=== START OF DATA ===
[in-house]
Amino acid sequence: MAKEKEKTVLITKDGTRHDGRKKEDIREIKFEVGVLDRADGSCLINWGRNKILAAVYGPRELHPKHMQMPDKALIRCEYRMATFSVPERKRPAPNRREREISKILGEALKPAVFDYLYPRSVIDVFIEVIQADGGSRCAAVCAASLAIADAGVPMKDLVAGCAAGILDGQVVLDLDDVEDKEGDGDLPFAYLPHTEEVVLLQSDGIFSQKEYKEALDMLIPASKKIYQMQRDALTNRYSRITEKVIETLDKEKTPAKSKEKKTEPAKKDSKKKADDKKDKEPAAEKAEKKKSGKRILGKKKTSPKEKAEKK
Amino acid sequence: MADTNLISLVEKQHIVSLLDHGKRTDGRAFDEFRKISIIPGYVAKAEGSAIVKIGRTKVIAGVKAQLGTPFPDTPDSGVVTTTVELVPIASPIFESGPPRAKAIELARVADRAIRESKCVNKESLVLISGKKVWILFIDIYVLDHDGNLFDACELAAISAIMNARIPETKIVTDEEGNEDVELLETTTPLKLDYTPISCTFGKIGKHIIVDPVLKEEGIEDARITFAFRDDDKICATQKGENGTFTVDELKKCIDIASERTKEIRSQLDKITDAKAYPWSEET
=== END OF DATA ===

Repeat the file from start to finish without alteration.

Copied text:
[in-house]
Amino acid sequence: MAKEKEKTVLITKDGTRHDGRKKEDIREIKFEVGVLDRADGSCLINWGRNKILAAVYGPRELHPKHMQMPDKALIRCEYRMATFSVPERKRPAPNRREREISKILGEALKPAVFDYLYPRSVIDVFIEVIQADGGSRCAAVCAASLAIADAGVPMKDLVAGCAAGILDGQVVLDLDDVEDKEGDGDLPFAYLPHTEEVVLLQSDGIFSQKEYKEALDMLIPASKKIYQMQRDALTNRYSRITEKVIETLDKEKTPAKSKEKKTEPAKKDSKKKADDKKDKEPAAEKAEKKKSGKRILGKKKTSPKEKAEKK
Amino acid sequence: MADTNLISLVEKQHIVSLLDHGKRTDGRAFDEFRKISIIPGYVAKAEGSAIVKIGRTKVIAGVKAQLGTPFPDTPDSGVVTTTVELVPIASPIFESGPPRAKAIELARVADRAIRESKCVNKESLVLISGKKVWILFIDIYVLDHDGNLFDACELAAISAIMNARIPETKIVTDEEGNEDVELLETTTPLKLDYTPISCTFGKIGKHIIVDPVLKEEGIEDARITFAFRDDDKICATQKGENGTFTVDELKKCIDIASERTKEIRSQLDKITDAKAYPWSEET